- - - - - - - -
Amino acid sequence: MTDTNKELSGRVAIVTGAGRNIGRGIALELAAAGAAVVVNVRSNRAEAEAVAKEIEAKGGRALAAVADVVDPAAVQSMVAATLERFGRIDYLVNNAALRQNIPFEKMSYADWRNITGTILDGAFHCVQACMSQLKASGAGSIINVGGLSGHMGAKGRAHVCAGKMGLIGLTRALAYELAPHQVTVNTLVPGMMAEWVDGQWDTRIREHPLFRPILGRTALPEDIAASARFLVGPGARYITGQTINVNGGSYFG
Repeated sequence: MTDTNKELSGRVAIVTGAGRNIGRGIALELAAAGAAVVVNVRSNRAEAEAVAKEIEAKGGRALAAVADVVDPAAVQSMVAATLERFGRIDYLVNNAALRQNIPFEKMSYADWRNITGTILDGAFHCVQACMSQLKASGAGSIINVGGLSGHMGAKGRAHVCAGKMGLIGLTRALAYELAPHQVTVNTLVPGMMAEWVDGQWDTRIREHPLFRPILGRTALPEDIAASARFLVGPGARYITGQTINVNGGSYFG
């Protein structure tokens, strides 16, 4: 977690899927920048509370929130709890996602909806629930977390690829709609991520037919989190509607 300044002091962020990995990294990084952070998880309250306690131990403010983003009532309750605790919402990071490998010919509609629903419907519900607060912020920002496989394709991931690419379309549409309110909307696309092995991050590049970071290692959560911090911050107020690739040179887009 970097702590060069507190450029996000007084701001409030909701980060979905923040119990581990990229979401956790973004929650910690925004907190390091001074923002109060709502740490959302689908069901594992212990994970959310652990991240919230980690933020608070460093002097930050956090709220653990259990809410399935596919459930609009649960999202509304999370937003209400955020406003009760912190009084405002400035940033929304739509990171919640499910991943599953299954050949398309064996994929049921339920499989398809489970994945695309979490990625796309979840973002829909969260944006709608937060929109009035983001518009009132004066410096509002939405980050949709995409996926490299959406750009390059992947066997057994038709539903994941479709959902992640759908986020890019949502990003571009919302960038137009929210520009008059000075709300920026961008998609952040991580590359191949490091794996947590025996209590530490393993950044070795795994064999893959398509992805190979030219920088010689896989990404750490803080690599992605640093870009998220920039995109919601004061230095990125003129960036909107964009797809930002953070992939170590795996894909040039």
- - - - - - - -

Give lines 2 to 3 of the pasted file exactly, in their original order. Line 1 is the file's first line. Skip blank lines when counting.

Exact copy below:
Repeated sequence: MTDTNKELSGRVAIVTGAGRNIGRGIALELAAAGAAVVVNVRSNRAEAEAVAKEIEAKGGRALAAVADVVDPAAVQSMVAATLERFGRIDYLVNNAALRQNIPFEKMSYADWRNITGTILDGAFHCVQACMSQLKASGAGSIINVGGLSGHMGAKGRAHVCAGKMGLIGLTRALAYELAPHQVTVNTLVPGMMAEWVDGQWDTRIREHPLFRPILGRTALPEDIAASARFLVGPGARYITGQTINVNGGSYFG
């Protein structure tokens, strides 16, 4: 977690899927920048509370929130709890996602909806629930977390690829709609991520037919989190509607 300044002091962020990995990294990084952070998880309250306690131990403010983003009532309750605790919402990071490998010919509609629903419907519900607060912020920002496989394709991931690419379309549409309110909307696309092995991050590049970071290692959560911090911050107020690739040179887009 970097702590060069507190450029996000007084701001409030909701980060979905923040119990581990990229979401956790973004929650910690925004907190390091001074923002109060709502740490959302689908069901594992212990994970959310652990991240919230980690933020608070460093002097930050956090709220653990259990809410399935596919459930609009649960999202509304999370937003209400955020406003009760912190009084405002400035940033929304739509990171919640499910991943599953299954050949398309064996994929049921339920499989398809489970994945695309979490990625796309979840973002829909969260944006709608937060929109009035983001518009009132004066410096509002939405980050949709995409996926490299959406750009390059992947066997057994038709539903994941479709959902992640759908986020890019949502990003571009919302960038137009929210520009008059000075709300920026961008998609952040991580590359191949490091794996947590025996209590530490393993950044070795795994064999893959398509992805190979030219920088010689896989990404750490803080690599992605640093870009998220920039995109919601004061230095990125003129960036909107964009797809930002953070992939170590795996894909040039």